Welcome again my readers, to another issue of Newbie Impressions, a series where I look at various programming tools and relate my first impressions of them.
And today I'm not looking at a singular library, but rather at a programming language as a whole. Well, not as a whole, but as much as you can get after a couple weeks into the language.
First, a bit of a background. In 1986 (!), a Swedish company Ericsson created its own programming language for use in its telecom applications, called Erlang. It is a functional programming language with a heavy focus on distributed systems. Complete with its runtime system, the OTP, and its virtual machine, BEAM, Erlang enables designing distributed systems transparently and efficiently, achieving hot swapping of code, high availability, automatic restarting of faulty components and more.
Then, in 2011, José Valim of Plataformatec has created Elixir, a programming language that runs on the same BEAM virtual machine enjoying full access to Erlang's standard library, while also bringing its own things to the table, like macroses and better string handling.
A big thing about Erlang and Elixir, is that you discover things that are really awesome things when you're knee deep in the language. On the first glance, Erlang's (and Elixir's) sequential programming seems pretty unimpressive, especially if you're familiar with more "purely functional" languages like Haskell.
Like most functional languages, Erlang features pattern matching, first-order functions and immutable data. It doesn't feature any automatic currying though.
It's pretty easy to make a couple small modules, such as this (in Erlang):
-module(my_module). -export([call/2]). call(A, B) when A > 0 -> long_calc(A) + B; call(A, B) -> B + long_calc(-2 * A). long_calc(A) -> 3 * A + 2.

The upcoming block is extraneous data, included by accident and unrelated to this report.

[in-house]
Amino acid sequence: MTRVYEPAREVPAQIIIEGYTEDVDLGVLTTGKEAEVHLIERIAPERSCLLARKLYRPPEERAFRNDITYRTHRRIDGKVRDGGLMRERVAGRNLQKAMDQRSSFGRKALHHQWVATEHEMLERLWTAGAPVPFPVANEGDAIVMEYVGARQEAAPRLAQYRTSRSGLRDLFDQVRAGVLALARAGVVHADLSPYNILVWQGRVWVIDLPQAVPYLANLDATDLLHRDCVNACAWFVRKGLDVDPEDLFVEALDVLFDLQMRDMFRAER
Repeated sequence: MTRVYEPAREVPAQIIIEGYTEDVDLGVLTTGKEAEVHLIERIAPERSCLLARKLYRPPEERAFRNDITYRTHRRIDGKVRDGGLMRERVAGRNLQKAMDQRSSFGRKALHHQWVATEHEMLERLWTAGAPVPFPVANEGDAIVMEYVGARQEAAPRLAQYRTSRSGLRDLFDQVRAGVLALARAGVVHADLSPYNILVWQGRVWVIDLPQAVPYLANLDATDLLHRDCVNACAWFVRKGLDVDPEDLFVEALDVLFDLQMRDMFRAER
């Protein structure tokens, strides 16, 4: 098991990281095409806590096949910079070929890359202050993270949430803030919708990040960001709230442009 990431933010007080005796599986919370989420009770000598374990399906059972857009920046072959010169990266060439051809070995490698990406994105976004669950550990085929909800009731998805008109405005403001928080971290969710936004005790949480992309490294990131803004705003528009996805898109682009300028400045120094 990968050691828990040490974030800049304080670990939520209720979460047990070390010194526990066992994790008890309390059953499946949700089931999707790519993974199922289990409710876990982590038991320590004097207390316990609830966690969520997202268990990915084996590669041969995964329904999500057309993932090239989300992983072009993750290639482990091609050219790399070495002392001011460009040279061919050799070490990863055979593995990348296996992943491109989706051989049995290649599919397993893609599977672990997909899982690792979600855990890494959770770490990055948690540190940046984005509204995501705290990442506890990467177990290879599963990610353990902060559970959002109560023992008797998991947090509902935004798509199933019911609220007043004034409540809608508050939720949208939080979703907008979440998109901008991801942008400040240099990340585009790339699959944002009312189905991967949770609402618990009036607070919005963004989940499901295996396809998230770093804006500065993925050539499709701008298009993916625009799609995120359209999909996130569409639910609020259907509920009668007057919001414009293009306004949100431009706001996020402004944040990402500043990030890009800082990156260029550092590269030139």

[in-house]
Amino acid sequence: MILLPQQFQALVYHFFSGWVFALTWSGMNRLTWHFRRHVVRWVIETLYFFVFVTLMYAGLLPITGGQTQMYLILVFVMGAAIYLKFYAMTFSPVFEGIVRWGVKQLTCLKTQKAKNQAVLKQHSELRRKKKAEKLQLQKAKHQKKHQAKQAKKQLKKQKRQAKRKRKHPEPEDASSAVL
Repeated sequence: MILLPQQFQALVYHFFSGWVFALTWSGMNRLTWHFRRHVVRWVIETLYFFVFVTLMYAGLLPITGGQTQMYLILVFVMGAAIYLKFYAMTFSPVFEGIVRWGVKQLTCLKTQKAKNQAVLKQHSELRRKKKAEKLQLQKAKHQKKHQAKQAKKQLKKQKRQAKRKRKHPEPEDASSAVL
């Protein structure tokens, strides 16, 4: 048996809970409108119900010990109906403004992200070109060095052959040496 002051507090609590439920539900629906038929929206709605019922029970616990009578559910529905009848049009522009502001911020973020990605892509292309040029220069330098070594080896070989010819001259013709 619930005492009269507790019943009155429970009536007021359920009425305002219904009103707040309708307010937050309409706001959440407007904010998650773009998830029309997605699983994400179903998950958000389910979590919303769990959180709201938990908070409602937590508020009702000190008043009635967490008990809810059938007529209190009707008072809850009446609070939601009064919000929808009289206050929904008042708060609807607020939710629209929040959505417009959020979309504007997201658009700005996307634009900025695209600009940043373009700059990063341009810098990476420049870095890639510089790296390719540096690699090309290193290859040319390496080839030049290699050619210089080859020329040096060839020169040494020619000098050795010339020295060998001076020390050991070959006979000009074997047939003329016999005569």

An equivalent module in Elixir would look like this:
defmodule MyModule do def call(a, b) when a > 0, do: long_calc(a) + b def call(a, b) do b + long_calc(-2 * a) end defp long_calc(a), do: 3 * a + 2 end
I won't go into much detail (they're pretty well covered by the documentation). The important thing is that Erlang (and Elixir) operate with modules. Modules are important. They contain function definitions, record definitions, macros (in Elixir) and, most importantly, they define behavior of actors.
Yes, that, in my opinion, is the interesting, "juicy" stuff that makes Erlang
and Elixir so exciting for me. The way OTP enables developers to build
those beautiful distributed auto-restarting easily-monitored
applications is by implementing an actor model. By utilizing the built-in
gen_server library, one can build a process that holds its state and handles
synchronous and asynchronous messages from other processes. It reminds me a bit
of Node.JS except much better designed (since messages are first-class language
constructs) and each application contains multiple actors, so it's much more
pleasant to work with.
Anyway, I'm gettig a bit rambly, so I think I'll finish here. Long story short, I do recommend every more or less experienced programmer to dig into Erlang or Elixir. If you're a web programmer, Elixir would probably feel more comfortable due to its superior string processing library.
You can look at Erlang's user guide here, and at Elixir's user guide here. In addition, I do recommend looking at the Learn you some Erlang for great good book since it's free to read online, even if it's a touch outdated.
Thank you very much for reading this article, dear reader! Did you like it? Did you dislike it? Is there anything you'd like me to cover? Please let me know in the comments below, and until next time!